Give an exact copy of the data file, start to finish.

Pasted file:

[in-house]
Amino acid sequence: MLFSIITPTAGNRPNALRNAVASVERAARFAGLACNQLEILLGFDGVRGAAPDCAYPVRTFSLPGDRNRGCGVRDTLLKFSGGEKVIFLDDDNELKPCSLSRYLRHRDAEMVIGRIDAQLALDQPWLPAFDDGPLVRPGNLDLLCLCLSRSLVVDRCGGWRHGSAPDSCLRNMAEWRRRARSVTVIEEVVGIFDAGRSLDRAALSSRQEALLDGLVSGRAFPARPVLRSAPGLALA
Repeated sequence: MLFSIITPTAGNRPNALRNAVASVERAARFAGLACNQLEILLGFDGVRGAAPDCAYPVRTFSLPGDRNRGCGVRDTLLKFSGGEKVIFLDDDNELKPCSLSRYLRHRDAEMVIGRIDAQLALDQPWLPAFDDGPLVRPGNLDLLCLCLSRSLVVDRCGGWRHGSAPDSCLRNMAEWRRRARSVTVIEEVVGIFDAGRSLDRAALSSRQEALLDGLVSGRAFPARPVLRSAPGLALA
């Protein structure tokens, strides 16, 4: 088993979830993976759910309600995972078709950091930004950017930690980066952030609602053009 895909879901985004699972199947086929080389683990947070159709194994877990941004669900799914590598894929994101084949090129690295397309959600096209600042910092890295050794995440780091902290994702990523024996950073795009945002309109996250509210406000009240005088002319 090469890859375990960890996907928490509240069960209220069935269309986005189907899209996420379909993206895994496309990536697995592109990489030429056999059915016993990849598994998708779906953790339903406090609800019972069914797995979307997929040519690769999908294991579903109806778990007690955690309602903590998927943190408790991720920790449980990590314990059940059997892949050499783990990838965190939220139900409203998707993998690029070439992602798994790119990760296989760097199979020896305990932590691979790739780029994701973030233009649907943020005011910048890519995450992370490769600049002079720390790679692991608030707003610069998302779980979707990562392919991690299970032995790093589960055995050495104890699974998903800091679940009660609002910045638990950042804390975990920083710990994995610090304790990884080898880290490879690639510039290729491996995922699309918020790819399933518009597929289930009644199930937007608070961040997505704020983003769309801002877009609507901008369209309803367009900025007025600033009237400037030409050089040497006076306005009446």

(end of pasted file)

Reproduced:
[in-house]
Amino acid sequence: MLFSIITPTAGNRPNALRNAVASVERAARFAGLACNQLEILLGFDGVRGAAPDCAYPVRTFSLPGDRNRGCGVRDTLLKFSGGEKVIFLDDDNELKPCSLSRYLRHRDAEMVIGRIDAQLALDQPWLPAFDDGPLVRPGNLDLLCLCLSRSLVVDRCGGWRHGSAPDSCLRNMAEWRRRARSVTVIEEVVGIFDAGRSLDRAALSSRQEALLDGLVSGRAFPARPVLRSAPGLALA
Repeated sequence: MLFSIITPTAGNRPNALRNAVASVERAARFAGLACNQLEILLGFDGVRGAAPDCAYPVRTFSLPGDRNRGCGVRDTLLKFSGGEKVIFLDDDNELKPCSLSRYLRHRDAEMVIGRIDAQLALDQPWLPAFDDGPLVRPGNLDLLCLCLSRSLVVDRCGGWRHGSAPDSCLRNMAEWRRRARSVTVIEEVVGIFDAGRSLDRAALSSRQEALLDGLVSGRAFPARPVLRSAPGLALA
């Protein structure tokens, strides 16, 4: 088993979830993976759910309600995972078709950091930004950017930690980066952030609602053009 895909879901985004699972199947086929080389683990947070159709194994877990941004669900799914590598894929994101084949090129690295397309959600096209600042910092890295050794995440780091902290994702990523024996950073795009945002309109996250509210406000009240005088002319 090469890859375990960890996907928490509240069960209220069935269309986005189907899209996420379909993206895994496309990536697995592109990489030429056999059915016993990849598994998708779906953790339903406090609800019972069914797995979307997929040519690769999908294991579903109806778990007690955690309602903590998927943190408790991720920790449980990590314990059940059997892949050499783990990838965190939220139900409203998707993998690029070439992602798994790119990760296989760097199979020896305990932590691979790739780029994701973030233009649907943020005011910048890519995450992370490769600049002079720390790679692991608030707003610069998302779980979707990562392919991690299970032995790093589960055995050495104890699974998903800091679940009660609002910045638990950042804390975990920083710990994995610090304790990884080898880290490879690639510039290729491996995922699309918020790819399933518009597929289930009644199930937007608070961040997505704020983003769309801002877009609507901008369209309803367009900025007025600033009237400037030409050089040497006076306005009446």